Last night the Roundhouse Poetry Slam took place at Hull Truck Theatre for the very first time. Previously the heats of the annual spoken word competition have not ventured this far North. Thanks to some astute arts advocates in the city working behind the scenes sixteen young writers put their words and themselves on the line to be in with a chance of going to the Roundhouse Poetry Slam Grand Final 2019.
I have never been to a poetry slam before, I have seen and watched hundreds of poets and writers perform/read their works on the stage off on or off the page but the word ‘Slam’ conjures up images of B-Rabbit in Eight Mile where he steps up to battle the first time. There are judges scoring each poem tonight from 0 – 10. They are esteemed writers and performers all, Chiedu Oraka, Vicky Foster and a late replacement for the unwell Steve Arnott, in the form of Beats Bus tutor Prez 96 (formerly known as Player One). The host for the night is Toby Campion and a raucous, mostly young audience sat in the Studio Theatre are primed, and ready to go off at any second.
The first poet baring their soul is… and it is there we must pause, the subject matters will be sensitive there is a trigger warning given. I hold no truck for trigger warnings, if a poem upsets you well good, that means the writer has done their job. However your anonymity in connection to subject matter you can have, so I won’t be identifying the individual poets on here.
On this night of celebrating young writers, their words and stories, what is it that drives them to pick up a pen or type text into a phone when they are alone? There is relationship stuff thats to be expected, break-up poetry reliving the rejection; self reflection, introspection, cries of anguish from Generation Z, stories of self worth and socks, self hate and sex, self destruct and self abuse. This last came as a bit of a shock but it is no-holds-barred poetry here tonight, the verse can be about anything you like, as long as you keep to the strict three minute window… points and poets will be docked for going over.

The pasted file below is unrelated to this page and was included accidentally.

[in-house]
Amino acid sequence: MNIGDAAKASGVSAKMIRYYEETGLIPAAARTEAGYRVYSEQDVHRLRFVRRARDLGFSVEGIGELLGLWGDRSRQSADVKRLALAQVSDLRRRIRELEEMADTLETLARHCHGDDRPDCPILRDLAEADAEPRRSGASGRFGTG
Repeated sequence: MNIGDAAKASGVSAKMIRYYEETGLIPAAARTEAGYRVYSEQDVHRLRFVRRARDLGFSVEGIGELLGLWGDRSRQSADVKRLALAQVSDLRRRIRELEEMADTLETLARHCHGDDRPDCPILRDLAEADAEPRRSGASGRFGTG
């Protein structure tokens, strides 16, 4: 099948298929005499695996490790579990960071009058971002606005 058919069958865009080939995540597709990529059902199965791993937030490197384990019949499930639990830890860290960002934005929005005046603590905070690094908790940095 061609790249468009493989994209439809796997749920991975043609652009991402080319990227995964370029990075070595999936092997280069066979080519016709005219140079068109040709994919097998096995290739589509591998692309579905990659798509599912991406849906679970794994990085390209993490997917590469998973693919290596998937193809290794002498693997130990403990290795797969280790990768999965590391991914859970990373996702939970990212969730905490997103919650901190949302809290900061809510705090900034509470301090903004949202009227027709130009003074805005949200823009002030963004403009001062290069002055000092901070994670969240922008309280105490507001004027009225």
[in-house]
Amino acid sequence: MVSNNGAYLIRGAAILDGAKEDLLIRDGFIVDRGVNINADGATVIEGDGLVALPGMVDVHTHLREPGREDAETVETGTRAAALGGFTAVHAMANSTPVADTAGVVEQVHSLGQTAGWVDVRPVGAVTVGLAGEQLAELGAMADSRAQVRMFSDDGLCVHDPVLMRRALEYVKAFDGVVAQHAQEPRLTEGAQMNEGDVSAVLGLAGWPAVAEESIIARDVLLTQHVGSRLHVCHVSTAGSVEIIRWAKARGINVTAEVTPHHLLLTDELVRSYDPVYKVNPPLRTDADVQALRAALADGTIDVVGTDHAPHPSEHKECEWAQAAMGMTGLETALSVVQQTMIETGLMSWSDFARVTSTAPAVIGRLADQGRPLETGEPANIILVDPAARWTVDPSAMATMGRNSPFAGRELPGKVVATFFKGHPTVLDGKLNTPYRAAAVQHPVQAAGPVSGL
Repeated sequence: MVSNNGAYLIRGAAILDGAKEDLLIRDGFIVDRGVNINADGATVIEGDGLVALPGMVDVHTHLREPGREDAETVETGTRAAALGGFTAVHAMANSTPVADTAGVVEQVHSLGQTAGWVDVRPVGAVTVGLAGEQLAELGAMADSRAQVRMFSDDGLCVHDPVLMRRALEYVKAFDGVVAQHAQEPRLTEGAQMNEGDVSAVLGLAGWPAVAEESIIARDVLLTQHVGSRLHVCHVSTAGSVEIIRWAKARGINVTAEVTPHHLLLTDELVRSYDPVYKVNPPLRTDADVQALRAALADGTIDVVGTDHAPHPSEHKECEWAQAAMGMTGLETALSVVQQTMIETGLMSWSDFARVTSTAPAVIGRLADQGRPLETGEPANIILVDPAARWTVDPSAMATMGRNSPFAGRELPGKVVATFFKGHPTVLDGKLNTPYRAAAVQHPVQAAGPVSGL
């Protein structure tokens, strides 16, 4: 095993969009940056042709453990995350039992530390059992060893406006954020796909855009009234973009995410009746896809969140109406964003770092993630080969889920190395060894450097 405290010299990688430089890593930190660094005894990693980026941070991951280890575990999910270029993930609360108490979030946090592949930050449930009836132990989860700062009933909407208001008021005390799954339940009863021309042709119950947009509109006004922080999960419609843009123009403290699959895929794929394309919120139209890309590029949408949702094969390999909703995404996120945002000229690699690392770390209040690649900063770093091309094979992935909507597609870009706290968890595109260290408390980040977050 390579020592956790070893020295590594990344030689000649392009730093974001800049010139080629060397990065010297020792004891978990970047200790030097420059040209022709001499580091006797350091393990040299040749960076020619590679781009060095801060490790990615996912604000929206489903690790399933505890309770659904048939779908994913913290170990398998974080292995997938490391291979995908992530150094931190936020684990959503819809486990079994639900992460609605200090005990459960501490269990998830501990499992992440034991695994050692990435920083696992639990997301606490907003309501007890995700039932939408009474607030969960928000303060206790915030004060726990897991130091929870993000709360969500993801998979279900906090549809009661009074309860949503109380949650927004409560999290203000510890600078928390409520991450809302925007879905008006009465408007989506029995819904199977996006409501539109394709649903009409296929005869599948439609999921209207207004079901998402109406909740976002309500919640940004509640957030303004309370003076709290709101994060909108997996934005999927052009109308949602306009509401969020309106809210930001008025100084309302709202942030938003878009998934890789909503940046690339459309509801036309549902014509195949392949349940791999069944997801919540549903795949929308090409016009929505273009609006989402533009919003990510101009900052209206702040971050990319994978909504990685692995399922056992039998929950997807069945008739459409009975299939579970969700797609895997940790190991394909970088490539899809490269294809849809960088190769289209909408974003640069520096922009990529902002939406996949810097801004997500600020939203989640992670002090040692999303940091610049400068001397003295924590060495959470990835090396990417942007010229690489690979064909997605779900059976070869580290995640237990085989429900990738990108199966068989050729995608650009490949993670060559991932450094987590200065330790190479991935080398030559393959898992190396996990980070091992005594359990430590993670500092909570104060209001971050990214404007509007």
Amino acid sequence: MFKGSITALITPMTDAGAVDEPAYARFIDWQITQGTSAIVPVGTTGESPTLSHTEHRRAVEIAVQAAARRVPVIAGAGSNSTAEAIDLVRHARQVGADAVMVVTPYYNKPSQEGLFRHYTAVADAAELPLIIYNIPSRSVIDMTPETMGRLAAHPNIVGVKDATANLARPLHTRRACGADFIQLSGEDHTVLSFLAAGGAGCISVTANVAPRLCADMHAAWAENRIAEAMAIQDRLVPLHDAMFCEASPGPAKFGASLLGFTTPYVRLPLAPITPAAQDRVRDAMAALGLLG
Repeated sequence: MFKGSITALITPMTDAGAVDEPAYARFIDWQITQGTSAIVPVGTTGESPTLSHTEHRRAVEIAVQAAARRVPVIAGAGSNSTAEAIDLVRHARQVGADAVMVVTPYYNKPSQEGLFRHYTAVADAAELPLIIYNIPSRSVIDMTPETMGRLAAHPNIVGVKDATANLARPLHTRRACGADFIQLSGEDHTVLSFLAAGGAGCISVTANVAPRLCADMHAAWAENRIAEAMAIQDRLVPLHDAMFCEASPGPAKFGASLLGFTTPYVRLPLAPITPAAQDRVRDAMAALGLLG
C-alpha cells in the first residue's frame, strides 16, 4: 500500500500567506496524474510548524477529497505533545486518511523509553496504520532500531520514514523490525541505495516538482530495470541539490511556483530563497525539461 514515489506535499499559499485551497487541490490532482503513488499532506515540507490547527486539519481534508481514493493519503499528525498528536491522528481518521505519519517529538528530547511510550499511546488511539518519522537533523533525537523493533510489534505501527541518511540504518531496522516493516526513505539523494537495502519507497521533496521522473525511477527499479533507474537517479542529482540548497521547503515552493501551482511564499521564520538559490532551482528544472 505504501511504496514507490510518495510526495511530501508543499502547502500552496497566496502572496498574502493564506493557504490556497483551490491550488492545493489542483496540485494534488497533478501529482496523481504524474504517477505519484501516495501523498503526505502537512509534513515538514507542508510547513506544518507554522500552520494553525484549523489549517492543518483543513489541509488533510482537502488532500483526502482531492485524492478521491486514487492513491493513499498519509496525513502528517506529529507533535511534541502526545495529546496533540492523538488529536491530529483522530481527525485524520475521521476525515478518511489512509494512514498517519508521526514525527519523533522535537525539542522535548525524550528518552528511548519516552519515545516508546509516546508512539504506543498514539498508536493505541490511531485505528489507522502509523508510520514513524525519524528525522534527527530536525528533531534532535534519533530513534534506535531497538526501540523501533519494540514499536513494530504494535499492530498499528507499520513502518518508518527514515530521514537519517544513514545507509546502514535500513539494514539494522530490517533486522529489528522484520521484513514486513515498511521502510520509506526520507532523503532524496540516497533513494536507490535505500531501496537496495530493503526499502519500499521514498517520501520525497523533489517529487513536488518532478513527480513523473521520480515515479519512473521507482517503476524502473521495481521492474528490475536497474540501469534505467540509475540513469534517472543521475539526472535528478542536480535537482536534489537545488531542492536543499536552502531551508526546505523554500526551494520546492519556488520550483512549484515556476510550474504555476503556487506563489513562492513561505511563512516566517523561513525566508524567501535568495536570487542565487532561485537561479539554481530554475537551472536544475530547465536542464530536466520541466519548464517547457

What else did the insta-generation have to say? They who inherit and carry forward the dubious distinction of being from the city of poets, or some other overlooked northern town.
There is beauty and power in the black girl’s song; responsibility and no little amount of courage in the great white hope, brown bodies made to be thrown away; the ethnic element levelling with the crowd as identity and ideology stake out their claim. I see Genderqueer bodies dragged out of shadows, girls who snap necks and crones with witchy bones and a hermit crab surviving in a minefield. Warrior sons worshipped as if they had lived, loved ones blown up in Enniskillen, minds lost but still living; love now leaving on the last train, reluctant sirens and good time girls, nostalgia for the noughties and another call to arms, to save the countless crustaceans with their appealing latinate names and dropped on the mat a winged trophy, caught by kitten whispered kisses… But seriously what’s with the clicks? This is Hull not Greenwich Village, these young minds have no time to be beatniks because of what their parents and their parents before them did. So please give your snappy little fingers a rest, yes?
And the winner is… Nick Conroy. He won with his second poem that stuck the knife into a broken education system, that brought into sharp focus exclusion and violent crime and wasted lives: the docks are indeed dry.
As I understand it two more poets with the second and third highest scores from the Hull heat also go to the final. For me that would be love is blue and the aforementioned black girl song. But for mixing the sacred with the profane, you had me at Holy water whore.
Well done to all and good to see that some of you had already found your way to the Women of Words stage at Kardomah 94 time: 2 – 4pm first Wednesday of the month.
For details and tickets to Roundhouse Poetry Slam Finals 2019 see: Roundhouse.org.uk